December 21, 2008

Tom Boswell

HARVESTING THE CARROTS

Ten years later, when it was finally over,
            she confessed she had fallen in love
            with me that late autumn afternoon
            while I squatted, my back to her,
            harvesting the carrots.

My eyes were fixed on the carrot tops, ferny green
            filigree promising thick scarlet roots
            burrowed in the soil, so I failed to notice
            if she changed that moment—her face,
            her eyes, the way she walked—

When this thing she later called love swept
            over her. I do remember that the corn
            was behind us, and how she turned then
            to photograph it as I tore out carrots
            and tossed them in a willow basket.

I never understood what she saw in this garden
            she hadn’t worked, or in the ravaged corn
            she’d make into a photo to hang on a gallery
            wall, or how these things she hardly knew
            could stir such deep emotions, but

I’ve come to trust the way the bandit coon craves
            the corn, something pure and simple, lacking
            pretense. The photograph was one of those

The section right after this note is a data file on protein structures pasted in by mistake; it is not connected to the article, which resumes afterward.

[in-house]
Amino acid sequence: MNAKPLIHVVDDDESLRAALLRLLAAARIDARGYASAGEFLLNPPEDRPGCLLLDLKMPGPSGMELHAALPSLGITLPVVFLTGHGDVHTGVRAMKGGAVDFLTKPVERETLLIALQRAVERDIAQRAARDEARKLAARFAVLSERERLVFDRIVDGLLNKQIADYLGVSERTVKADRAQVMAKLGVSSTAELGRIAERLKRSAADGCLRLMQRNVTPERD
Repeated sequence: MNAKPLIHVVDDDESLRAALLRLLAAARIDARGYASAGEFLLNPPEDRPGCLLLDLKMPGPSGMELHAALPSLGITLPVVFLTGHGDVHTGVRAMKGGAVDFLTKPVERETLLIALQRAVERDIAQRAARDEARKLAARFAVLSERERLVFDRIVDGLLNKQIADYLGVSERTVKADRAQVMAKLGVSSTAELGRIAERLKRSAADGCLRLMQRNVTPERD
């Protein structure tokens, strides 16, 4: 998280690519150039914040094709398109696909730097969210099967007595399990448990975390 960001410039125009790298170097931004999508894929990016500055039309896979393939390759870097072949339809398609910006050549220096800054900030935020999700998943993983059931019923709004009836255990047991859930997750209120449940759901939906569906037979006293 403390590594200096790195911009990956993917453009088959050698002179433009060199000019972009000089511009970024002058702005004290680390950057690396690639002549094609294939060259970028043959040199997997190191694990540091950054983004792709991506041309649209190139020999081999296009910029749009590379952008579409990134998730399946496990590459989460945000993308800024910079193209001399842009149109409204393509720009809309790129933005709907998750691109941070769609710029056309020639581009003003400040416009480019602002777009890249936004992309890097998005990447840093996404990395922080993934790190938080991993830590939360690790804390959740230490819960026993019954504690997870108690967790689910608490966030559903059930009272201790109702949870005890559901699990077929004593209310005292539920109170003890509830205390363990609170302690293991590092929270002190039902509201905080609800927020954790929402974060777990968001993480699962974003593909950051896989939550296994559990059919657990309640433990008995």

soft-focus works of hers you could
            hang any which way and still

See something to satisfy you, so long as you
            were not hungry for corn. There was mullein,
            goldenrod and bergamot still in bloom,
            and the wild carrot, Queen Anne’s Lace,
            which she claimed to love as well.

I teased her, called it a wanton weed, useless
            renegade from overseas, but showed her,
            as if it was a secret shared by just us two,
            the solitary purple blossom shuddering
            like a heart at the center of each bouquet.

Gather enough of these over a summer, I said,
            and you can dye something—a skirt or shirt
            perhaps—a dark hue like the stain
            of memory, a thing of beauty and utility.
            At least until the color fades.

from Rattle #29, Summer 2008